"Time, it seems, doesn't flow. For some it's fast, for some it's slow.
In what to one race is no time at all, another race can rise and fall..." - The Minstrel

//My video channel//

Reply 11 of 11, by darry

User metadata
Rank l33t++
Rank
l33t++
Jo22 wrote on 2022-08-31, 13:26:
Hm, I think it depends on the type of USB/RS-232 converter. The cheap ones with a DE-9 connector you can find on eBay are 12v to […]
Show full quote
darry wrote on 2022-08-31, 05:24:

I always believed that USB to RS-232 adapters that come equipped with a DB9 connector are able to handle and outout RS-232 levels, presumably by integrating something like a MAX232 to handle conversion to/from the USB adapter's TTL inputs/outputs .

Hm, I think it depends on the type of USB/RS-232 converter.
The cheap ones with a DE-9 connector you can find on eBay are 12v tolerant, but don't generate plus/minus 12 volts.
That's how they differ from the other types, the USB TTL or USB TTL converters as used by Arduino people. They must not be operated past 5v (or 3,3v nowadays).

That being said, there used to be high quality USB Serial converters, like the Keyspan USA-19HS and its sisters.
These are intelligent, programmable converters. They also worked on Mac OS 9 and could emulate the old Mac ports (to some degree).

The problem is, that the RS232 has 8 I/O lines, but the MAX232 charge pump can only handle 2 signals simultanously. RXD and TXD, in our case, I assume.
"It has two drivers and two receivers. Which can be used at the same time for the conversion of data between two different RS232 and TTL/CMOS devices."
Source: https://microcontrollerslab.com/max232-ic-pin … iption-example/

Also, the MAX232 is almost as big as the whole USB Serial adapter itself.
- To be fair, back in the 1980s, it was tiny compared to a Z80 SIO..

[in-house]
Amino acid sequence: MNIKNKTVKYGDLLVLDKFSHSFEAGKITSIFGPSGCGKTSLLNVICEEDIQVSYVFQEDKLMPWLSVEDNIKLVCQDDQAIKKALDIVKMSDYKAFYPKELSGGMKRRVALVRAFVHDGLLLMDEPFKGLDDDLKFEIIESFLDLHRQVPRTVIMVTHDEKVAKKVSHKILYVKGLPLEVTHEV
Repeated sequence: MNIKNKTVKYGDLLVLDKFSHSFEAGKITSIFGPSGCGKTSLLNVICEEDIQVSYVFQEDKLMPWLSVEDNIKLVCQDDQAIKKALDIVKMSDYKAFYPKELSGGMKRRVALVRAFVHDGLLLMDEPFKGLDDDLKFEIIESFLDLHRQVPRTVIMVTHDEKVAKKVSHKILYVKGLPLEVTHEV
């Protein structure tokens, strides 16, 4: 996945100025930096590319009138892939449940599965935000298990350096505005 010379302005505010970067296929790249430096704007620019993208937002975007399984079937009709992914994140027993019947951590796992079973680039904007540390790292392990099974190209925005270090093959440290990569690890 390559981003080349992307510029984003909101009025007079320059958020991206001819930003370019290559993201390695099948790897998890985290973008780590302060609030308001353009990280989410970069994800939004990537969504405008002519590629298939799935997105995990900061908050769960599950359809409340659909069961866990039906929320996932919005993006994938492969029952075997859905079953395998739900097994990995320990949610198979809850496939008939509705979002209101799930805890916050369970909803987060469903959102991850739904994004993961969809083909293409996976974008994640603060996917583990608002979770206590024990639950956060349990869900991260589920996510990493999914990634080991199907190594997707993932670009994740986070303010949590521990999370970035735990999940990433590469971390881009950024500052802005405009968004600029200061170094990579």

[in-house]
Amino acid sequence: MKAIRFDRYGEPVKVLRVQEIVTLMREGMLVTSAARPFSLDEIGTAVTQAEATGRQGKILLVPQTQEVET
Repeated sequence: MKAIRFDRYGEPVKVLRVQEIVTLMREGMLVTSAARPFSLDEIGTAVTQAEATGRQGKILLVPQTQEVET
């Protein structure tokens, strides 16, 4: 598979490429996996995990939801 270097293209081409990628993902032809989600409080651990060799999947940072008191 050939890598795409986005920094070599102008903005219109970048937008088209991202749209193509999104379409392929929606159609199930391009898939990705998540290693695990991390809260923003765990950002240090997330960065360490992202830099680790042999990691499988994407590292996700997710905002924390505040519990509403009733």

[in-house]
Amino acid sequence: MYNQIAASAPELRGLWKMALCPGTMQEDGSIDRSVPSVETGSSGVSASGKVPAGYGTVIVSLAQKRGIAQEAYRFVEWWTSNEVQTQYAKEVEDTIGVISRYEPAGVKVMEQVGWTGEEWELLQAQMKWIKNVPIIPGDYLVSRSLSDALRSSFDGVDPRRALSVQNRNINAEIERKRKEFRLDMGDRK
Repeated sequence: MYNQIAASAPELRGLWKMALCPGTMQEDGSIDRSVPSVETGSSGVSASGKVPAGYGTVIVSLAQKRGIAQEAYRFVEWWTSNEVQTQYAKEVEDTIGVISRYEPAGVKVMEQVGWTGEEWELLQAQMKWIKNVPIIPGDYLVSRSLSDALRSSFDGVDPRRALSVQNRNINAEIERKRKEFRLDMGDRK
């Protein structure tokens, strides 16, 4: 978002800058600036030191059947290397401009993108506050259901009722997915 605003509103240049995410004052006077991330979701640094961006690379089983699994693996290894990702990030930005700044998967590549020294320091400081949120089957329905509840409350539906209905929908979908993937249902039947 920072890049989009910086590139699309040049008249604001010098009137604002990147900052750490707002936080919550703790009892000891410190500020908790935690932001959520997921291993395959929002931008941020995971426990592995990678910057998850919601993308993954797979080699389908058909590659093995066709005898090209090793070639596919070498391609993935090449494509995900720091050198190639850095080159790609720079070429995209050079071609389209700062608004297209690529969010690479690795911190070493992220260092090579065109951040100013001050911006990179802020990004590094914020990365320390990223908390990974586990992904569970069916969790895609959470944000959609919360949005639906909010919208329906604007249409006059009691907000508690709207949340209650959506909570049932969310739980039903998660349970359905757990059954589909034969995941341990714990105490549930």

Fun fact: Some people used the LM7805 voltage regulator as a step-down converter from RS232.
The 7805 was connected directly to the TXD pin (RS232 side); thus whenever a +12v level was there, it was converted to 5v.
This was a poor man's approach for TTL/RS232 conversion.
On the TTL side, a diode (optional) connected to the TXD pin to RXD (RS232 side).
The RS232 was tolerating a +5v signal as a +12v signal (circa +3v was the minimum).

Edit: The same could have been done with a dozen diodes in series, I assume.
Also, it's perhaps safer to add a few extra resistors for current limiting,
despite the fact that the real RS232 (16550 UARTs) already has current limiting and protective diodes built-in. 😉

Another cool thing: The MAX232 was also used as a cheap voltage supply for +12v/-12v.
More precisely, to generate positive/negative voltages needed for opamps (operational amplifier), like the 741.

Thank you for that info.

I have a few branded USB serial adapters and a few non-name ones (at least on of which has a counterfeit Prolific chip, AFAICR) with DB-9 from about 15ish years, they always worked for my use cases over the years . I'll keep your post in mind if I ever hit a use case where something does not work.